The heater 52 shown in FIG. 1 includes one or more electric heating coils 52a surrounding the mixing barrel 66 or embedded in the mixing barrel as shown in FIG. The electric heating coil 52a provides the heat necessary to maintain the polymer 80 in a flowable state of the desired viscosity. In order to ensure that the fiber reinforcement is sufficiently wet when the fiber reinforcement 76 is first drawn into the capillary tube 68, the temperature of the material supply end 70 of the mixing barrel 66 is adjusted to the material deposition end 72. It may be desirable to maintain a temperature higher than To change the amount of heat supplied to the polymer 80 as it moves in the longitudinal direction of the mixing barrel 66, thereby controlling the viscosity of the polymer 80, at the material supply end 70 of the mixing barrel 66. The number of coil turns of the heating coil 52 a may be larger than the number of coil turns of the material deposition end portion 72.

In use, one or more fiber reinforcements 76 are delivered loosely to the guide tube 74 so that the fiber reinforcements do not experience any substantial compressive force, That is, it is not pushed into the guide tube 74, thereby preventing buckling of the fiber reinforcement 76. As described above, the mixing barrel 66 is heated to a temperature that maintains the polymer 80 in a flowable state and ensures that the fiber reinforcement 76 is substantially completely wetted. The polymer 80 under pressure P 1 is introduced into the polymer inlet 69 a to form a flow of polymer 80 that fills the annular passage 69 and enters the upstream end 68 a of the capillary tube 68 through the merge region 86. By a pressure difference P 1 -P a polymer which is provided between the polymer inlet 69a and material deposition end 72, the flow of the polymer 80 into the capillary tube 68 is maintained. In other words, the polymer 80, by flowing from the comparatively high pressure P 1 polymer inlet 69a of a relatively low pressure P a in the material deposition end 72, which tries to keep the balance.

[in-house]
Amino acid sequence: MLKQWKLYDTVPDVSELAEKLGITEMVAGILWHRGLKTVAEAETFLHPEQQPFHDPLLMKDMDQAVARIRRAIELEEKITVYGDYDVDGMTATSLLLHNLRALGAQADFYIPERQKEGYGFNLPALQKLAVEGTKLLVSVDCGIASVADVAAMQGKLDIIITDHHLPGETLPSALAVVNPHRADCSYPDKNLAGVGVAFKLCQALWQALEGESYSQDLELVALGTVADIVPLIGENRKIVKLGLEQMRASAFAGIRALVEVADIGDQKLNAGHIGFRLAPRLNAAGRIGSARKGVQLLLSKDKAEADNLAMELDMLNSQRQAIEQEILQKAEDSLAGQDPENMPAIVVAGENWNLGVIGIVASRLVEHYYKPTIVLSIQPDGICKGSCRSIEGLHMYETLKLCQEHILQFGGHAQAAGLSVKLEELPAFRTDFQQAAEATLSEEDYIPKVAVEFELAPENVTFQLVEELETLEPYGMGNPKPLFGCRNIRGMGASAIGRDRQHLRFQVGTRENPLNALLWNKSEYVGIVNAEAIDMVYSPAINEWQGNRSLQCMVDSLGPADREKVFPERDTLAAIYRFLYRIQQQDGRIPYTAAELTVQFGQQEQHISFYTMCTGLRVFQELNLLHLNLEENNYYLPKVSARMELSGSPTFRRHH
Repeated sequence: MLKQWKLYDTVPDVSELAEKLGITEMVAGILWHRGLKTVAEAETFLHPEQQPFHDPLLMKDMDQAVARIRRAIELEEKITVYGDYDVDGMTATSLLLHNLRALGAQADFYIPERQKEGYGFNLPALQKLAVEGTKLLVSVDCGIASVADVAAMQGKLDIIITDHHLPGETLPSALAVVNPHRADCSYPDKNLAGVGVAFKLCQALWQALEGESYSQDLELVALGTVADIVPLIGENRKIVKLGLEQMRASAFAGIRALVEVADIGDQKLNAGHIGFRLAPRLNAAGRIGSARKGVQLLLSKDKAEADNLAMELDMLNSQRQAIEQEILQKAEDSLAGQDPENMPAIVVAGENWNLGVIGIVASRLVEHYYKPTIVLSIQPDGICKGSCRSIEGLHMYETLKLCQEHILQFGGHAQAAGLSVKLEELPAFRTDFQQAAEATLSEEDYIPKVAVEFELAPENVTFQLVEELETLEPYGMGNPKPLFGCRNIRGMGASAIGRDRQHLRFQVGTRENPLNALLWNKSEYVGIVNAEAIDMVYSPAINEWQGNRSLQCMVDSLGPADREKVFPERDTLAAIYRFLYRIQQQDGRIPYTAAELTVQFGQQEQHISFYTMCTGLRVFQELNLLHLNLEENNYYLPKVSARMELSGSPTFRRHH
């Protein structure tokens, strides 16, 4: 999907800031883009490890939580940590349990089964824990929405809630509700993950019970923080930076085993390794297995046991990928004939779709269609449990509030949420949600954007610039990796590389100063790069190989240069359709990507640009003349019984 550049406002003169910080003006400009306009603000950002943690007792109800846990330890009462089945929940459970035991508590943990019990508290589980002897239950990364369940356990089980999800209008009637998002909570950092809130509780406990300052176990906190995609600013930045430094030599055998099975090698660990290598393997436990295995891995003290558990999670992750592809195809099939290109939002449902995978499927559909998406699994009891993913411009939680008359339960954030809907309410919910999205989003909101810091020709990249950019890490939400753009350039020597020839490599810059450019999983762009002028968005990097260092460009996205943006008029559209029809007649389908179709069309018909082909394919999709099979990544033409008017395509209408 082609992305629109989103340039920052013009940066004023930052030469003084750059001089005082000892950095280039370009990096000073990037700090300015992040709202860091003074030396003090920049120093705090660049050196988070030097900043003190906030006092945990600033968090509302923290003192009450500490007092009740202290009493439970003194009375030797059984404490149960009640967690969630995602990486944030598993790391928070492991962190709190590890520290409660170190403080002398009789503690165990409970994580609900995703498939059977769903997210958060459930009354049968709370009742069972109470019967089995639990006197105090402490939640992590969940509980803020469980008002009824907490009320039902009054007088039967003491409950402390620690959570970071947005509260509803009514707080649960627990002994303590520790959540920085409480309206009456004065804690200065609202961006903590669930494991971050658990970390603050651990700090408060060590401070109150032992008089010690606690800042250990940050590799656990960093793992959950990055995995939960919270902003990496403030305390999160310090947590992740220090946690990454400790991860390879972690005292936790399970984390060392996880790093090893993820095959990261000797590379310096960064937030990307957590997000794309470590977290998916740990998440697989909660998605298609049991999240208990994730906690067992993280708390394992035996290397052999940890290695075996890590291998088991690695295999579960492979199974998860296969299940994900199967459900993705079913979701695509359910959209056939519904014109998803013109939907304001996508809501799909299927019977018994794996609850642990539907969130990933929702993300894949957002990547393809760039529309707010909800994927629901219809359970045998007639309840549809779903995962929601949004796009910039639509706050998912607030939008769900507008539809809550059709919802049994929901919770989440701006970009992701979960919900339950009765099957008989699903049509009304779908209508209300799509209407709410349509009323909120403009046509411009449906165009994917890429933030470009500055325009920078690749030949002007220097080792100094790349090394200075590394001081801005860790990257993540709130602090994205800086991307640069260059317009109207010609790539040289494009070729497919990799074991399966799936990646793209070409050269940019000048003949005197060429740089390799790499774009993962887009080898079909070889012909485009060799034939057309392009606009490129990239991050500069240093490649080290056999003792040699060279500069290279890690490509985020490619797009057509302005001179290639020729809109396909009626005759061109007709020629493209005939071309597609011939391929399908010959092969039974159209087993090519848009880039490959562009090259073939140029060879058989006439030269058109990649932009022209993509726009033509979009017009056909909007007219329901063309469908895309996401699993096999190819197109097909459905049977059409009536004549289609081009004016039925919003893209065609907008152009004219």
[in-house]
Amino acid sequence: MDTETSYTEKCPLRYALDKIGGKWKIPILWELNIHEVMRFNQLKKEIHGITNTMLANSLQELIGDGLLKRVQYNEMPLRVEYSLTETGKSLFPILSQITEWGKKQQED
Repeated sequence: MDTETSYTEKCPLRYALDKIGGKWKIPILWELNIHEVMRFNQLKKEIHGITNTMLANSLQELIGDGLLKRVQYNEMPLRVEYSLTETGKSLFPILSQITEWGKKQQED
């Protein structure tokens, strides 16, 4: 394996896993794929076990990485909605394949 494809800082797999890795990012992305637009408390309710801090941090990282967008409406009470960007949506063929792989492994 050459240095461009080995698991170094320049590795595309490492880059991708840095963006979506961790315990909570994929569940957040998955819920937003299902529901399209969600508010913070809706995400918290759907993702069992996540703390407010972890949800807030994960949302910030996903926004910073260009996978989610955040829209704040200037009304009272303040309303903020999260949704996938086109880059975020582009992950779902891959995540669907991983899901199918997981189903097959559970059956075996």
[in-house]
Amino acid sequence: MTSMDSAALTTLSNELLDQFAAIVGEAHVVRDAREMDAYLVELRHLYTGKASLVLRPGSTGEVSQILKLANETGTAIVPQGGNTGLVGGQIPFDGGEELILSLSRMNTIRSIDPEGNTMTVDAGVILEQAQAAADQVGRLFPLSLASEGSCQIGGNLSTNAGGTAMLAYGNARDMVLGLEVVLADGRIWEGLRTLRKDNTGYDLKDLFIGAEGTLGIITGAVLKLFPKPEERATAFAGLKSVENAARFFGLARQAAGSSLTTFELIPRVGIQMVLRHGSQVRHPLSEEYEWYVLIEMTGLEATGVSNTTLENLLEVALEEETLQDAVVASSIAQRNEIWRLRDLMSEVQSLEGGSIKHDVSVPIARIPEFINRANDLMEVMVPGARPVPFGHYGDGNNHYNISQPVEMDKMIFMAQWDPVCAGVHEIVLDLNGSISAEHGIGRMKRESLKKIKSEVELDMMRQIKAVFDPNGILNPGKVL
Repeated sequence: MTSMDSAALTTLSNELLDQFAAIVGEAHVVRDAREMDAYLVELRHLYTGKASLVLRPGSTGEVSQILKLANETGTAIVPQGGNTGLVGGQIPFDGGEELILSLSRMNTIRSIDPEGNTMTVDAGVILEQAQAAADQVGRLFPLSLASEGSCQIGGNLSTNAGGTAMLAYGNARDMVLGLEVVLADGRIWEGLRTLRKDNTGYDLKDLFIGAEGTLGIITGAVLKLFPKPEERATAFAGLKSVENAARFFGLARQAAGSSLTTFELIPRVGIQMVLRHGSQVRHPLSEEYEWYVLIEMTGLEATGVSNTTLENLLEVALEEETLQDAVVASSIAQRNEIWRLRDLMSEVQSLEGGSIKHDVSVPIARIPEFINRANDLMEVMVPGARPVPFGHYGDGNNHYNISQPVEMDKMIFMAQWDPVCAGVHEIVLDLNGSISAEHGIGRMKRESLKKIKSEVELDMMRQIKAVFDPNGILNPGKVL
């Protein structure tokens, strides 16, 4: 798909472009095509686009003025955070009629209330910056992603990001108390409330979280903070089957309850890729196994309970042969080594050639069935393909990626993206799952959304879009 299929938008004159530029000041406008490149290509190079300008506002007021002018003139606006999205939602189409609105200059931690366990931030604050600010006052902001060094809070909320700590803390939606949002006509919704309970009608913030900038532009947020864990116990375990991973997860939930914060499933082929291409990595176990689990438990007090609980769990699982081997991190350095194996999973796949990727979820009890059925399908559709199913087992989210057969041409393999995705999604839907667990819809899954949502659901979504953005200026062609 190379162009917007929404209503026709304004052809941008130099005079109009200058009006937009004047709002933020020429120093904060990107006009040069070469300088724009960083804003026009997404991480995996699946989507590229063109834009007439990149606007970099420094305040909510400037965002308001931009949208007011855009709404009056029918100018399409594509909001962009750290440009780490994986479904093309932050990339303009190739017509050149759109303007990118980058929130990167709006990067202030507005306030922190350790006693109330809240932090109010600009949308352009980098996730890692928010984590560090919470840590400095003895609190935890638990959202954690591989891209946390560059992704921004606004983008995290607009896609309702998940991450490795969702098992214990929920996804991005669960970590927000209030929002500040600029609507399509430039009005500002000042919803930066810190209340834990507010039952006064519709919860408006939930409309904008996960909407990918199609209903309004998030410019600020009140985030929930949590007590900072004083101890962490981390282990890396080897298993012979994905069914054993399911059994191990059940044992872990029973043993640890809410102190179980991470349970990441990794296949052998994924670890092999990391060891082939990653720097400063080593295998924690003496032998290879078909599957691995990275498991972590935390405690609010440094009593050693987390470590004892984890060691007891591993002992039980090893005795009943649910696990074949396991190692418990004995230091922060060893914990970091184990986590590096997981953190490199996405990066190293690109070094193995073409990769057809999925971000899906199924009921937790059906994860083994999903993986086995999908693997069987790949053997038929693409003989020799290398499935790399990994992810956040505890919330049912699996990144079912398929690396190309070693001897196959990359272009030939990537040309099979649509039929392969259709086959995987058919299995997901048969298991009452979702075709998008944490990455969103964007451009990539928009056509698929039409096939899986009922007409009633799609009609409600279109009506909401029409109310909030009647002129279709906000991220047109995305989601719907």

Due to the flow of the polymer 80 through the confluence region 86 generated by the pressure difference P 1 -P a , the polymer 80 “grabs” the fiber reinforcement 76, and the fiber reinforcement together with the flow polymer 80 upstream of the capillary tube 68. The fiber is pulled into the end 68a, where the fiber reinforcement is mixed into the polymer 80. Further, the fiber reinforcement 76 is drawn into the capillary tube 68 by a capillary action caused by an intermolecular force between the polymer 80 and the surrounding capillary tube 68. As the fiber reinforcement 76 is drawn into the capillary tube 68, the fiber reinforcement 76 is entrained and extruded into the flow polymer 80, and then deposited as a molten bead 44 (FIG. 1) with the polymer 80 and the end effector 20. Forms a continuous layer 22 of components 26 as it rasters on the substrate 23.

  Once the layer 22 or other feature of the part 26 is formed, the cutter 46 cuts the bead 44 and shuts off the polymer source 50 until the end effector 20 is ready to deposit the next layer 22. By cutting the bead 44, both the polymer 80 and the fiber reinforcement 76 mixed in the polymer 80 are cut. In some embodiments, to deposit a bead 44 of pure polymer 80 only (no fiber reinforcement) for the purpose of forming a layer 22 that does not contain reinforcement, temporarily, Feeding may be interrupted.